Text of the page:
I had not yet identified the speaker. I was simply certain I had heard him before.
“You’re my uncle?” I asked quietly. This native Dorian speaker was certainly none of the men I had grown up calling Uncle.
“Your mother’s father’s son,” he confirmed.
Was this the crown prince? But I had never met him…
“And Kiki happens to know you? That’s quite a coincidence,” I noted.
“Not really,” he disagreed airily. “A mutual acquaintance sent word to me that you were coming, so I was watching for you.”
“Your Highness?” asked the fairy on her left asked Tenre, uncertainly.
“My Ladies, the voice you are hearing belongs to His Highness Prince Manlon,” Tenre declared. “Your Highness, I take it you are siding with this monster?”
The Crown Prince of Faerie, Prince Gelon, is the only true fairy male offspring. So this would have to be a fairling son. I had not heard that such a son existed.
“I take no sides in boring politics, Elder Sister,” Prince Manlon replied. My hope of having an ally began evaporating. Then why did you speak up?! I wanted to scream.
But he continued, after a slight pause, “I’m representing an interested party, who is interested in this child. That party requested that I speak for her.”
“Your Highness,” Mára stated. She was looking at me, but I knew it was because the voice was coming from my direction. The ‘Highness’ she was addressing was Prince Manlon. “The Fairy Court moved to deny royal status to this monster and exile her, some fifteen years ago. We have never rescinded that vote. We forbad her for life from Tëan Tír and the High Forest. And yet, in her own words, she has declared her intention to invade it!”
“I cannot disagree with any of those statements,” the prince answered. “They are all factual. But, I must also note that the King declared the lords to have no right to decide royal status.”
“The King was overruling the right of the lords to make law!”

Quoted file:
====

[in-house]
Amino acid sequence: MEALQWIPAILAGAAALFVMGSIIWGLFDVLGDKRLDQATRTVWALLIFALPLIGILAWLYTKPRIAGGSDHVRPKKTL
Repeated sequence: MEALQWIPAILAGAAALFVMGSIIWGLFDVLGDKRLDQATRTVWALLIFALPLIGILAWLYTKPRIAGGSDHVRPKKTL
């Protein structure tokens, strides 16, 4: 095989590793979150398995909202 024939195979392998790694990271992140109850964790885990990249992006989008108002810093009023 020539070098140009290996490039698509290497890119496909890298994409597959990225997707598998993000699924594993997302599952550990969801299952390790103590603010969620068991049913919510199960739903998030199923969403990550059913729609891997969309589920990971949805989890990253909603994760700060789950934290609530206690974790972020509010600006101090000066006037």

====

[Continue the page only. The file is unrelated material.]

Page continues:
“Family is defined by familial relationship, not law,” he countered. “If my sister bears a daughter, am I not that child’s uncle? Is she not my father’s grandchild? What value is some noble’s vote declaring it otherwise?”
I was beginning to feel pretty weird, stuck in the middle of this debate, with one side of it staring at me as they argued.
Tenre interrupted the argument. “Your Highness, we are not here to repeat the debate of fifteen years ago. The report is that she escaped the law in Atianus after attacking several mortals, assaulted and badly injured a fairy knight serving an Orestanian duke, then attacked a duly convened noble hearing in Royses, before fleeing here.”
I heard a dark chuckle from the unseen voice. “That’s an interesting thing you say there, Your Highness. And delightfully well-timed.”
“Well-timed?” Tenre asked, sounding a little perplexed.
The voice of Prince Manlon laughed. “Wonderfully so, considering the remarkably appropriate witness who has just arrived at the Valley Gate. Despite all the efforts of certain parties to prevent her arrival, I might add.”
I saw the faces of several fairies go blank. Tenre simply pursed her lips, her brows rising.
I had a decent guess who he was talking about.
Psst! Psst! Click here and join our YouTube Channel